When it comes to inclusion, 26 percent stated they would not nominate themselves for student elections or take up leadership positions out of fear of religious discrimination.

The pervasiveness of alcohol at social events also has exclusionary effect on some students, and 15 percent felt pressured to alter their religious practices to fit prevailing Western social norms.

Anxiety over appearance in relation to religious identity in order to avoid potential prejudicial treatment was also common.

At an institutional level, Prevent Duty plays into a culture of heightened surveillance and criminalisation of Muslims as a “suspect community”, leading many students to self-police and censor views or conversations that could risk being misinterpreted under the lens of counter-extremism.

From the perspective of gender, 29 percent at London Met stated they had to defend their right to wear religious garments like the hijab against those who harbour prejudicial views. As a result of this 15.7 percent said they felt unsafe wearing religious attire, some of whom were physically or verbally assaulted.

Invisibilising of these issues is the fact that there is no tangible outlet available for Muslim students to report or confront discriminatory incidents. 45 percent disclosed that they have no safe space to discuss their experiences in relation to Islamophobia.

This has led to self-preservation strategies, with 16 percent going as far as to hide their religious beliefs from their peers.

Among staff respondents, the report mentions how a number feel disempowered in terms of career progression optimism due to Islamophobia, leading to a culture of fear where they do not speak up due to concerns of victimisation or reprisal.

Such concerns have also led to instances where staff attempt to avoid certain topics in their lectures such as religion and politics.


The report forwarded some key recommendations for eradicating Islamophobia within higher education.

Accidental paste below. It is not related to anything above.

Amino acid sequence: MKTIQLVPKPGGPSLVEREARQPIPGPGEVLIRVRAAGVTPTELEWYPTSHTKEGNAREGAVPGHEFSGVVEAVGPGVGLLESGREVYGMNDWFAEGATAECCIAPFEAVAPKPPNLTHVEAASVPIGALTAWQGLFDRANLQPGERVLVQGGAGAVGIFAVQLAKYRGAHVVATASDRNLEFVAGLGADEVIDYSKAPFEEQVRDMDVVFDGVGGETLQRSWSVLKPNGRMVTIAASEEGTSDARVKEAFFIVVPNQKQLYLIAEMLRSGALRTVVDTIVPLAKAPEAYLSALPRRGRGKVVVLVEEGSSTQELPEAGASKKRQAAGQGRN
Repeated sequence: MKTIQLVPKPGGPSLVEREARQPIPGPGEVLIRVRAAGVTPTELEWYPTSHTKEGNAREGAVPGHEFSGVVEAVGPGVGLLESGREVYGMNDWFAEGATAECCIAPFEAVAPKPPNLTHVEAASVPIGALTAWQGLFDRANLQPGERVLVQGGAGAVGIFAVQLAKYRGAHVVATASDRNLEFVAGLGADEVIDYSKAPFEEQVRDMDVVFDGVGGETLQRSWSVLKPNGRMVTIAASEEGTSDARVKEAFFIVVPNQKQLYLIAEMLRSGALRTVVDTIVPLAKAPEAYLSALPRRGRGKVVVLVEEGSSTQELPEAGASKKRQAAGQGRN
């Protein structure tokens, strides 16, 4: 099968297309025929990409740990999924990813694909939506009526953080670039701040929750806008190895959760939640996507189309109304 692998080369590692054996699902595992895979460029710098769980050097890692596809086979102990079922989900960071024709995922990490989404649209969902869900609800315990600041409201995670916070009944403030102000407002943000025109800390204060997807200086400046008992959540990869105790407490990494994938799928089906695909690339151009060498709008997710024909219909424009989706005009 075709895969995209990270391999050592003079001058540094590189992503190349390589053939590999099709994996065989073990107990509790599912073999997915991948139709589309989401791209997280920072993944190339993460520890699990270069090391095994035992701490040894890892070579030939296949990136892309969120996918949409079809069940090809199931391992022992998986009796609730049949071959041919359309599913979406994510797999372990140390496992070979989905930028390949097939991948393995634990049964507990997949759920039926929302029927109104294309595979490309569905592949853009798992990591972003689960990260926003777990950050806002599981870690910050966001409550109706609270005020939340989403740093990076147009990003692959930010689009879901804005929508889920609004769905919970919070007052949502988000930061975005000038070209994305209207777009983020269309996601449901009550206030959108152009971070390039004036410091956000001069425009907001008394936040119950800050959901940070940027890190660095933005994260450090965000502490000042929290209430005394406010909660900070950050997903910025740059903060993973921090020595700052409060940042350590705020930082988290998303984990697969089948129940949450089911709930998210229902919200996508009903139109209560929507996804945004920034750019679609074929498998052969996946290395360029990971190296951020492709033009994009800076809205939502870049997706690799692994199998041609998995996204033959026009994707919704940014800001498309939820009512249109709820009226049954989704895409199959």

One is to widen participation by offering students the ability to open Shariah-compliant bank accounts and to give them the option to take out compliant loans in order to attend university.

A problem was that half of student respondents felt they had to choose between attending lectures or religious events and practices. The report discusses steps that could help minimise this issue is to make the university calendar accommodate key religious holidays like Eid and look to consult with students during periods like Ramadan to ensure examinations are held when students are less fatigued.

Additionally on campus, is to make sure Halal food options which are offered are clearly marked and not mixed or cross-contaminated with non-Halal food.

Centralising complaints procedures to reflect various forms of racial and religious discrimination is another important point, as is assuring that HR and hiring managers assess recruitment practices of Muslim staff in order to implement equitable practices to mitigate the impact of Islamophobia on career pipeline inequalities.

Apart from the Centre for Equity and Inclusion, London Met itself has taken a number of steps to tackle prejudice such as creating a Decolonising Met Group that seeks to de-centre the European and colonial lens within the staff syllabi, and personalised counselling circles for Black and minority students.

Source: TRT World